However, the reality is that markets do not move uni-directionally for a long time, and they tend to rise and fall. In volatile markets, SIPs are the better choice as you purchase fewer units when prices are high and more units when rates are low—thereby bringing down the average purchase cost. This factor is known as Rupee Cost Averaging and works to the benefit of SIP investors.
Cash in Hand
The amount of money you have in hand for investing plays a crucial role in determining your preferred mode of investing. If you're a regular salaried individual, paying lump-sum out of pocket may not always be possible. In such cases, SIPs come to your rescue as you can regularly invest with small amounts.
On the other hand, if you receive a bulk sum from an inheritance or the sale of a property, you can opt for lump-sum investments, especially if the market conditions are favourable.
Benefits of SIPs for ELSS Investments
Easy to get started – you can start with a small amount as just Rs. 500 per month.
It teaches the habit of regular investing.
Hassle-free – you can set up ECS, and the amount will be withdrawn regularly from your bank account.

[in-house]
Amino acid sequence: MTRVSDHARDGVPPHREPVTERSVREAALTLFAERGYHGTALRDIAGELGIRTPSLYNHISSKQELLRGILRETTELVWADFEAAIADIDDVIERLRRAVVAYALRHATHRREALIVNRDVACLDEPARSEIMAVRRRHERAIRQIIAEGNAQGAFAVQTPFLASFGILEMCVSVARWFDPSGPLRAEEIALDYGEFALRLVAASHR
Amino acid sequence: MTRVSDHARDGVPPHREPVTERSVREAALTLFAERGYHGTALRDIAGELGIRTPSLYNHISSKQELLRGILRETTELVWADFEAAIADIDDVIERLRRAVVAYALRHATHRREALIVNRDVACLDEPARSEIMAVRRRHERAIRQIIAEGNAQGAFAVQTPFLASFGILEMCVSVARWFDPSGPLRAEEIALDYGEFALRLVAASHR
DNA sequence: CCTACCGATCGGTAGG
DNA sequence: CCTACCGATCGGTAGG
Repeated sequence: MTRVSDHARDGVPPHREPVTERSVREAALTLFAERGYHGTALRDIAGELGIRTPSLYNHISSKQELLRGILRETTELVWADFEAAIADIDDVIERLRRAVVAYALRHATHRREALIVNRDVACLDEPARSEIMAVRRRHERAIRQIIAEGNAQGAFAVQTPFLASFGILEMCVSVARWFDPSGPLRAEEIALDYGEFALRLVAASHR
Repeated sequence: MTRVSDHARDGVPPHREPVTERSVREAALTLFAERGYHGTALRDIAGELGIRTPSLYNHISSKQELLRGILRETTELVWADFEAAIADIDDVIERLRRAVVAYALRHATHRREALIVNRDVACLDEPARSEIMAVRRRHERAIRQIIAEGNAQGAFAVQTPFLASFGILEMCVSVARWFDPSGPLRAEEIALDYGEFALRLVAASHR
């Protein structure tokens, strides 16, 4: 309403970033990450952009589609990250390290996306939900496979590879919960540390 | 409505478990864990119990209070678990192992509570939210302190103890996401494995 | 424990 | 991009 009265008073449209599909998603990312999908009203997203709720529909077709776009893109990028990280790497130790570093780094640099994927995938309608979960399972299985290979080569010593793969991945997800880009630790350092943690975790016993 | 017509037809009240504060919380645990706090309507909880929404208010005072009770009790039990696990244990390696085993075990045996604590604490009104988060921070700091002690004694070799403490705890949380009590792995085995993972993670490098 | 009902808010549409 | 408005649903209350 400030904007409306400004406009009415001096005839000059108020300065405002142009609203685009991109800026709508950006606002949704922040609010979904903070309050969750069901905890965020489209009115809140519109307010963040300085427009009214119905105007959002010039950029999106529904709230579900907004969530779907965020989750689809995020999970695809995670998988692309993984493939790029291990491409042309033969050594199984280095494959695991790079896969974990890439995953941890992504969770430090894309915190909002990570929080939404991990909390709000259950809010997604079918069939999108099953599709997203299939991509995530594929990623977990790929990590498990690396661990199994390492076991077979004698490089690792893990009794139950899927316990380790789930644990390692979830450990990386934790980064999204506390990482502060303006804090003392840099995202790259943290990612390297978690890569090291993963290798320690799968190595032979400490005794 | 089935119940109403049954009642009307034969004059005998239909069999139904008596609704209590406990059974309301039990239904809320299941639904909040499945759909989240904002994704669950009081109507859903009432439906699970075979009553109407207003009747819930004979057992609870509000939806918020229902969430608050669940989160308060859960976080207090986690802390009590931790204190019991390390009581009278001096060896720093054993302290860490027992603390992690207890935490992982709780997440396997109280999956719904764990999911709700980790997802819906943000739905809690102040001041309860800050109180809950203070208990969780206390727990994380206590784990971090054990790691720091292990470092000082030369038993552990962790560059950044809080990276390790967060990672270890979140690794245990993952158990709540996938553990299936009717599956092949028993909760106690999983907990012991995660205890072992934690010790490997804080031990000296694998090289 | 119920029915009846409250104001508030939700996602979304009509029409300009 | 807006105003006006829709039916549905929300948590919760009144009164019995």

Ideal for first-time investors as you don’t have to worry about timing the market.
It doesn’t pose a burden on your monthly budget, as you set aside only a small amount every month for investment purposes.
Benefits of Lump Sum for ELSS Investments
If you're a business owner, you receive seasonal revenues, you can opt for lump-sum investments.
For tax-saving – if you have not invested in any tax-saving instruments under Section 80C all through the year, you can opt for last-minute lump-sum investments in ELSS to reduce your taxable income for the fiscal year.
Factors to Help you decide
You can opt for SIP investments if you have a limited budget and cannot may investments in bulk. On the other hand, if you have a large corpus available, then opt for lump-sum investments as it can help you save taxes.
SIPs are best suited for volatile markets as it averages the risks due to rupee cost averaging. On the other hand, lump-sum investments give higher returns in a steady market.
Additional Reading: ULIP vs ELSS: Which is the Better Investment Choice?
Which is the better method of investing? SIP or Lump-sum?
There is no fixed answer. It all depends on your finances – the availability of funds and the current volatility of the market. When it comes to returns, the differences are not much. So, make sure to choose the right method that works for you and start investing in ELSS funds.